While there is much to learn from and admire in The Other Adam Smith, there are Adam Smiths it neglects, though the authors of the book conscientiously cite scholars whose views differ from theirs and are too aware of their own anti-unitary argument to argue that their Adam Smith is the Adam Smith. Take, for example, their representation of Smith's views of the top and bottom of the status hierarchy: on one side, his opposition to slavery is restricted by Hill and Montag to "'the hazards of insurrection"' (185); no mention is made of his rueful comment about slavery that "Fortune never exerted more cruelly her empire over mankind, than when she subjected those nations of heroes to the refuse of the jails of Europe" (Theory of Moral Sentiments 206) or of his claim that slavery is the effect of a "love of domination and authority" (Lectures on Jurisprudence 186). This might qualify the claim that the contempt we supposedly feel for the beggar indicates the limits of Smith's social imagination, and also speaks to his concern for "martial virtue." Also absent is Smith's critique of the wealthy and our admiration of them, which grows more pronounced in his final revision of The Theory of Moral Sentiments: "This disposition to admire, and almost to worship the rich and the powerful, and to despise, or, at least, to neglect persons of poor and mean condition, though necessary both to establish and to maintain the distinction of ranks and the order of society, is, at the same time, the great and most universal cause of the corruption of our moral sentiments" (61). In this fine equivocation between the necessities of both social and moral order, we see the degree to which Smith is himself conscious of the tensions within the commercial society that he is theorizing and the theorizing itself. Also underplayed are the at times conflicting drives that produce these attitudes: our desire to be approved of by others, a strange absence from a book in which Hegel plays a pivotal role; our drive to "better our condition," which the authors tendentiously claim is not "some primal drive" (237) in Smith; and our paradoxical desire for utility that moves us to value means over ends. This does not mean that Smith should not be read against the grain, but that the grain here is sometimes insufficiently brought into focus.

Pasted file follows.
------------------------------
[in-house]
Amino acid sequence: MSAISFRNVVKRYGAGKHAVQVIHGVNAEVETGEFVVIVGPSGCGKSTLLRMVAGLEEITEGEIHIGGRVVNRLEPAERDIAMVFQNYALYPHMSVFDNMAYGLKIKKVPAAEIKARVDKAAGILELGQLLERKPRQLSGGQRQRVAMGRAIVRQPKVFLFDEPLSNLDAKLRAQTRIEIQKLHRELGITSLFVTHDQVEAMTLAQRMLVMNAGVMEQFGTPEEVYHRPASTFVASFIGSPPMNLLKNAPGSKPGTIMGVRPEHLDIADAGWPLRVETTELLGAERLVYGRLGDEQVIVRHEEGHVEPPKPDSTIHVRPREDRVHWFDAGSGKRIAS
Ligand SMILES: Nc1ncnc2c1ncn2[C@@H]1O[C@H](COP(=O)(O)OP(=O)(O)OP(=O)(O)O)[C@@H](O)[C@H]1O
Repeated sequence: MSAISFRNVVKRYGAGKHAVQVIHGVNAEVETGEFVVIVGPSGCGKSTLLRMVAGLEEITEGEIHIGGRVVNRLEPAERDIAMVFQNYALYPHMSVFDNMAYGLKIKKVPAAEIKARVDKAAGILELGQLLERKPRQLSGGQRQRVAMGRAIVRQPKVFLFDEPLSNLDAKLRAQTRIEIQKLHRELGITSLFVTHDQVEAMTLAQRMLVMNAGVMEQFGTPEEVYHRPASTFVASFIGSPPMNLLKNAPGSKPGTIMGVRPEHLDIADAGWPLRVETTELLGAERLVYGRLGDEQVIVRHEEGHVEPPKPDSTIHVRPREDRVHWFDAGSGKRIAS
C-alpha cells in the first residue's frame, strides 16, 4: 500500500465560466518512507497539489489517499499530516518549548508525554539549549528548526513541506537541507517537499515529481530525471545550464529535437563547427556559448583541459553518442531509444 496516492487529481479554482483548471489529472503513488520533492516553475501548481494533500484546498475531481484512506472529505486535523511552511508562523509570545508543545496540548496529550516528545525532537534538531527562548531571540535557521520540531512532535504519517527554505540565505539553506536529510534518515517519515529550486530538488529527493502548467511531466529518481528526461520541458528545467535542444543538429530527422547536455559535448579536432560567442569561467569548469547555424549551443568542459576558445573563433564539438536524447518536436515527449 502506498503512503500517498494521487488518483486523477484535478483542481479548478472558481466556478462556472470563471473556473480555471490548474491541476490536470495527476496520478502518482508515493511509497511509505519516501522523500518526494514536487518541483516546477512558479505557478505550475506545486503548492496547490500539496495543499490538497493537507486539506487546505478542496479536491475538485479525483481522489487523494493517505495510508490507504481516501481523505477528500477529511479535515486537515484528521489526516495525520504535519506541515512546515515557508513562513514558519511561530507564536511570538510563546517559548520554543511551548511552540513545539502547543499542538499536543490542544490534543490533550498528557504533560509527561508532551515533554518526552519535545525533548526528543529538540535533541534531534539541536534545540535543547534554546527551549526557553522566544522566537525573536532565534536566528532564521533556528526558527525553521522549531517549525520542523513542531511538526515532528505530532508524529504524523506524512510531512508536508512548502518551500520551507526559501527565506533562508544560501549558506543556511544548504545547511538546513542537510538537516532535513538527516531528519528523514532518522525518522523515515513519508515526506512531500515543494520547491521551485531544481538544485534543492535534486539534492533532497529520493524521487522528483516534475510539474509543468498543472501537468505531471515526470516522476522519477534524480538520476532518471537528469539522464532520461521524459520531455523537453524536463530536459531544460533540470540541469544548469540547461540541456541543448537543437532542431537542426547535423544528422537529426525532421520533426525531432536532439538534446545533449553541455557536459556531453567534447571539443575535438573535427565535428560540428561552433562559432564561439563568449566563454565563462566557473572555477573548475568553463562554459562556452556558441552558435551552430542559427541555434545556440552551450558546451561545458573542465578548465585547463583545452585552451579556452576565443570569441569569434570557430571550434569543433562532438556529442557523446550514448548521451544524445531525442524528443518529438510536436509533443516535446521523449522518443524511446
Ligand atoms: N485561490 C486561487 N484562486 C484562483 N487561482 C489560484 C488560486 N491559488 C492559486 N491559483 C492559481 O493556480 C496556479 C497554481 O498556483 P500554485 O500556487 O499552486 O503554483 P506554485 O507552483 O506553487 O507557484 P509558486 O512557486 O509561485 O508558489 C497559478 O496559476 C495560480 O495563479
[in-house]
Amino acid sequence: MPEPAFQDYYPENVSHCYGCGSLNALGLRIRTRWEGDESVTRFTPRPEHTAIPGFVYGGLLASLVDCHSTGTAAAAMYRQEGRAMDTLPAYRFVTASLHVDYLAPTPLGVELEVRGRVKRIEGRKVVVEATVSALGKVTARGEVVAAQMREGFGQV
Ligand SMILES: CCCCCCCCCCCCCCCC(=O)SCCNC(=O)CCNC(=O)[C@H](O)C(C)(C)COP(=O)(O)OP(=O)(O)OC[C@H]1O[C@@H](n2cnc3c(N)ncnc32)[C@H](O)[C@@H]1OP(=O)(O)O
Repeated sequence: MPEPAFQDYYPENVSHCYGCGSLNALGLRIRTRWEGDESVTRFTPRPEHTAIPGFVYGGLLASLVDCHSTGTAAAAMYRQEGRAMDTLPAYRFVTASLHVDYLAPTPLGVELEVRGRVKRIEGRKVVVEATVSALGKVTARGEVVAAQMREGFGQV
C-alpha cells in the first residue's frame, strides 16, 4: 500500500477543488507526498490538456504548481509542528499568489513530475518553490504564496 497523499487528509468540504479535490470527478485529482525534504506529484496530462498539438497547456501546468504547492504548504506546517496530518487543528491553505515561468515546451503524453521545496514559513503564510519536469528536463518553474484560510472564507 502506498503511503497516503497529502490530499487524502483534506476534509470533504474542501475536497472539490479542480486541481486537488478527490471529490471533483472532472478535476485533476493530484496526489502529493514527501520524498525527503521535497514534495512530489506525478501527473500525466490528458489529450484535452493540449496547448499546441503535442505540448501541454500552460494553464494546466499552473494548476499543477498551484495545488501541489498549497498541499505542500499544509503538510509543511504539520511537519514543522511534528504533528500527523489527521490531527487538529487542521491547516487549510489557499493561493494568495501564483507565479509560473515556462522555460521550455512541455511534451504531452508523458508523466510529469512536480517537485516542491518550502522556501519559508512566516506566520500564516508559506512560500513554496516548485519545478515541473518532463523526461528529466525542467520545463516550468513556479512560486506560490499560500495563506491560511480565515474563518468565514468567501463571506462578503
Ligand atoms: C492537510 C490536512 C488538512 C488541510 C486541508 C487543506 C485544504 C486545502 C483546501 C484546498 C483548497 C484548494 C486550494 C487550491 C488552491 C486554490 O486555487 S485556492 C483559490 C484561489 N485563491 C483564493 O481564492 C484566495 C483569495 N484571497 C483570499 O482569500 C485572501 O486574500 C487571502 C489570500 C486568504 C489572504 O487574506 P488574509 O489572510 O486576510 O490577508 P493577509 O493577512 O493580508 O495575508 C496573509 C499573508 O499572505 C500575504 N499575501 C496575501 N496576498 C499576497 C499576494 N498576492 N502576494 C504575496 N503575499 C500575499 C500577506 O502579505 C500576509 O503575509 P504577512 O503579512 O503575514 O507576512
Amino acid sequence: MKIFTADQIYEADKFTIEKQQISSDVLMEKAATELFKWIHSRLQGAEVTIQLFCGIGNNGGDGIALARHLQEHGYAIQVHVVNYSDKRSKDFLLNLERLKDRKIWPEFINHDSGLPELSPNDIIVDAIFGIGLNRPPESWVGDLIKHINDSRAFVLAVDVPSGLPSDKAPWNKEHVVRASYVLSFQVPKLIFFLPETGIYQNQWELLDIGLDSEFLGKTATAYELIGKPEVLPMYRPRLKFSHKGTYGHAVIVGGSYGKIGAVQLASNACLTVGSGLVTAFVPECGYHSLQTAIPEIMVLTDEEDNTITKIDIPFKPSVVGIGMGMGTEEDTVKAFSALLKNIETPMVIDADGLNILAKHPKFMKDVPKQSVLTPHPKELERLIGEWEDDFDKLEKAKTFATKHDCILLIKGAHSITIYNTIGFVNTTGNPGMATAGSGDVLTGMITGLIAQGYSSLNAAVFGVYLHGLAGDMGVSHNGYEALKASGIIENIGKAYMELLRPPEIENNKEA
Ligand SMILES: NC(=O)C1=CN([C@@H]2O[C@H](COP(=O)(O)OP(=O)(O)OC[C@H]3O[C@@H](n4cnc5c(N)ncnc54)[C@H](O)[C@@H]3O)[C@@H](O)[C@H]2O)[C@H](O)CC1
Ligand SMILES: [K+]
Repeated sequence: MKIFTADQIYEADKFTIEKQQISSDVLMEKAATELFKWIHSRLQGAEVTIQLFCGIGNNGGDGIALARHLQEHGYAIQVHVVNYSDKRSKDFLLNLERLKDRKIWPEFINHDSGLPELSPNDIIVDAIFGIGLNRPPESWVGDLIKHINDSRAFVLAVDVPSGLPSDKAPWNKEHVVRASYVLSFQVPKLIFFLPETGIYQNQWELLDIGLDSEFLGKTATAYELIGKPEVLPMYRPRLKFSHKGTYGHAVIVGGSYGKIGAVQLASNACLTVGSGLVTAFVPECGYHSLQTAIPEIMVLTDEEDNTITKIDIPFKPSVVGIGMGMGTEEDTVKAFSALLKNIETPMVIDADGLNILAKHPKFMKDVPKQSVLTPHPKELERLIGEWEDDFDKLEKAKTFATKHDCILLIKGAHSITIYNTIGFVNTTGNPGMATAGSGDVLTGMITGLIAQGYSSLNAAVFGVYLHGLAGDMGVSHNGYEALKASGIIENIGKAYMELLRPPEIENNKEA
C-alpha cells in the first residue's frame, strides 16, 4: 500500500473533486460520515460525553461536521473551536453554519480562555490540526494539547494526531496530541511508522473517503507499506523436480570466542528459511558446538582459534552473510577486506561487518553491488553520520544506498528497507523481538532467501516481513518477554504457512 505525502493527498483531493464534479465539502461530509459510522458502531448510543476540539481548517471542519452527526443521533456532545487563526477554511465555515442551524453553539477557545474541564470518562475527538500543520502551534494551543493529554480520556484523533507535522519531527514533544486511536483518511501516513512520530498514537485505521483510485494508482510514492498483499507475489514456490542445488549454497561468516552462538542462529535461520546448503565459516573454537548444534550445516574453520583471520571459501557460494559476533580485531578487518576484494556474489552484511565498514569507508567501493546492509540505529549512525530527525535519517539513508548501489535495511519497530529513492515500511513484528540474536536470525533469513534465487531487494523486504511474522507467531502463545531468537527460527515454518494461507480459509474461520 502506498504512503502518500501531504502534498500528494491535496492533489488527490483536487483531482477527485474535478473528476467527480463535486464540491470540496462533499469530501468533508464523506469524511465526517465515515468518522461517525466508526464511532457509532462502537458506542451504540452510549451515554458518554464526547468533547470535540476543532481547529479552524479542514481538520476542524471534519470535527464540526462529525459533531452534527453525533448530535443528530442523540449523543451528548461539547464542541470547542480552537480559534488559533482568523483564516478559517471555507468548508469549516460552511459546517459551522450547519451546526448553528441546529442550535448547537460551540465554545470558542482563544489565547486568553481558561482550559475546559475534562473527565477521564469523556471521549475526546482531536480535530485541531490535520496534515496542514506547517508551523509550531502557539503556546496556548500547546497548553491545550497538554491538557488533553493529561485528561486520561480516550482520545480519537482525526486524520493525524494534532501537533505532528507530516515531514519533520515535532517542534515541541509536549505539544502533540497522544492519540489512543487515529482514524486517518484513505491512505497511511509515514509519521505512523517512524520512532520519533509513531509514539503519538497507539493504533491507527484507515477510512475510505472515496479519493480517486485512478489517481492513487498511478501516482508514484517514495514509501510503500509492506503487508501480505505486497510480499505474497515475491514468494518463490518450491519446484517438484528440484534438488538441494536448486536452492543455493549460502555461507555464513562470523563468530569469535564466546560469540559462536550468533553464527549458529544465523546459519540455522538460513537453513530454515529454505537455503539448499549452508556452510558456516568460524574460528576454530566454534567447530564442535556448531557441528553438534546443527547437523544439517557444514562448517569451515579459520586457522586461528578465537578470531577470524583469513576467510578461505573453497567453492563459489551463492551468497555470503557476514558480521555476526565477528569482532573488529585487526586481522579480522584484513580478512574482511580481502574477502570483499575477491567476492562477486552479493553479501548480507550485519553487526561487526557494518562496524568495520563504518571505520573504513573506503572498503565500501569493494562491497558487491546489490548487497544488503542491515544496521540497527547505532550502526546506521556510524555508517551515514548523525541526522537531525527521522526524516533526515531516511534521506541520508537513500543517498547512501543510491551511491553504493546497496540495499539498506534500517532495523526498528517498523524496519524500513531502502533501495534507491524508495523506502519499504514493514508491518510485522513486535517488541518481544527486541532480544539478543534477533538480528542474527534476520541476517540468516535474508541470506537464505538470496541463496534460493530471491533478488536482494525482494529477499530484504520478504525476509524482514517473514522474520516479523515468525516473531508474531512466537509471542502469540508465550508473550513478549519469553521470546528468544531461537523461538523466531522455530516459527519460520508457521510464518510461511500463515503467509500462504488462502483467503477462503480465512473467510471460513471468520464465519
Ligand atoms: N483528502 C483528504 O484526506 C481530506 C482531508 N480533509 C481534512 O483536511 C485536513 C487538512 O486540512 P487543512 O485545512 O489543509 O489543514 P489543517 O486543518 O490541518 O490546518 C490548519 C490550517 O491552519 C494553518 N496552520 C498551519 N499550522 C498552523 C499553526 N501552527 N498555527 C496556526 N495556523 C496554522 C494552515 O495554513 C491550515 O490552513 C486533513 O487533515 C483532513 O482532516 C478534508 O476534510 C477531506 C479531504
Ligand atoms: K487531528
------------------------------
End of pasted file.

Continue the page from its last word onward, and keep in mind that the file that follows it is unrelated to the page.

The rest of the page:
There are also questions to raise about the relationship posed between Smith's most consistent antagonist—the multitude—and various forms of eighteenth- and nineteenth-century culture. The authors assert that "Reading itself only became important as a form of social agency during Smith's time" (10). Historians of the Early Modern era would have good reason to quarrel with the exclusivity and historical discontinuity entailed in this statement, even if we were to stretch "Smith's time" back to include the rise of periodicals and coffeehouses [End Page 134] in the later seventeenth and earlier eighteenth centuries and grant that the debate around reading changed with the rise of a different media system. Then there is the matter of the forms of popular culture that are highlighted to the exclusion of others. The focus on the novel as the genre associated with "the people" in The Other Adam Smith is justified in part by the claim that "the first debates about genre as a popular cultural affair occurred under the heading of novel" (195). But elite commentary on popular song as a form pre-dates contention over the novel as a popular genre, and it is foundational to the rise of belles lettres crucial to the modern division of labor, intellectual and manual. Admittedly, Smith's discussion of popular song is sparse, but he does mention it repeatedly and consequentially in the essay with which Montag and Hill begin, "Of the Imitative Arts." It would have been interesting to see the authors bring their searching intelligence to eighteenth-century popular song, absent in the text, and especially to Robert Burns, a poet who admired Smith's work and whose poems and songs intervened crucially in debates over nationality, the material and conceptual labor of popular culture, and other issues.